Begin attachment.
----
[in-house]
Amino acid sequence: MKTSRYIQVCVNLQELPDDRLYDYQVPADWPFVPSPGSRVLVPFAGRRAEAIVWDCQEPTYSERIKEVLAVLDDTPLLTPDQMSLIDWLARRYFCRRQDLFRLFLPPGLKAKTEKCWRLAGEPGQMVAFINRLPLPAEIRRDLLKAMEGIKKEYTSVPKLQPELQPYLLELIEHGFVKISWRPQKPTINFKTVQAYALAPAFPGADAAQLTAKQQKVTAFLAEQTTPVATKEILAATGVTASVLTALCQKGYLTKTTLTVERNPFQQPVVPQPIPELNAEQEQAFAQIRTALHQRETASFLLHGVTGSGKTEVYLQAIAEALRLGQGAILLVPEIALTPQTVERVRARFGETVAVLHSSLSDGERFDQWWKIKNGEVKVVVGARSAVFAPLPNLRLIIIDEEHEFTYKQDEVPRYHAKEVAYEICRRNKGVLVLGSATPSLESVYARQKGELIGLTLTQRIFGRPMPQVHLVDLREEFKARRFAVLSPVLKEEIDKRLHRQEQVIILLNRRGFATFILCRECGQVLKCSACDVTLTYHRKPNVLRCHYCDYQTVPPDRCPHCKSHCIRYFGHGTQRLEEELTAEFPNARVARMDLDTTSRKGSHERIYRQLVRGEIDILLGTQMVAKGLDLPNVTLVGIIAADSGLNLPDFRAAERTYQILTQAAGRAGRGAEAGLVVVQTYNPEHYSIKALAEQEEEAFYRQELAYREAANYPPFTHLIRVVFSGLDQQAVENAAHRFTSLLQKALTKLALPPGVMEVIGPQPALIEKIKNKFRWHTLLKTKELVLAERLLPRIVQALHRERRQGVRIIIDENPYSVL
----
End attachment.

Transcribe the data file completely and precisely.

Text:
[in-house]
Amino acid sequence: MKTSRYIQVCVNLQELPDDRLYDYQVPADWPFVPSPGSRVLVPFAGRRAEAIVWDCQEPTYSERIKEVLAVLDDTPLLTPDQMSLIDWLARRYFCRRQDLFRLFLPPGLKAKTEKCWRLAGEPGQMVAFINRLPLPAEIRRDLLKAMEGIKKEYTSVPKLQPELQPYLLELIEHGFVKISWRPQKPTINFKTVQAYALAPAFPGADAAQLTAKQQKVTAFLAEQTTPVATKEILAATGVTASVLTALCQKGYLTKTTLTVERNPFQQPVVPQPIPELNAEQEQAFAQIRTALHQRETASFLLHGVTGSGKTEVYLQAIAEALRLGQGAILLVPEIALTPQTVERVRARFGETVAVLHSSLSDGERFDQWWKIKNGEVKVVVGARSAVFAPLPNLRLIIIDEEHEFTYKQDEVPRYHAKEVAYEICRRNKGVLVLGSATPSLESVYARQKGELIGLTLTQRIFGRPMPQVHLVDLREEFKARRFAVLSPVLKEEIDKRLHRQEQVIILLNRRGFATFILCRECGQVLKCSACDVTLTYHRKPNVLRCHYCDYQTVPPDRCPHCKSHCIRYFGHGTQRLEEELTAEFPNARVARMDLDTTSRKGSHERIYRQLVRGEIDILLGTQMVAKGLDLPNVTLVGIIAADSGLNLPDFRAAERTYQILTQAAGRAGRGAEAGLVVVQTYNPEHYSIKALAEQEEEAFYRQELAYREAANYPPFTHLIRVVFSGLDQQAVENAAHRFTSLLQKALTKLALPPGVMEVIGPQPALIEKIKNKFRWHTLLKTKELVLAERLLPRIVQALHRERRQGVRIIIDENPYSVL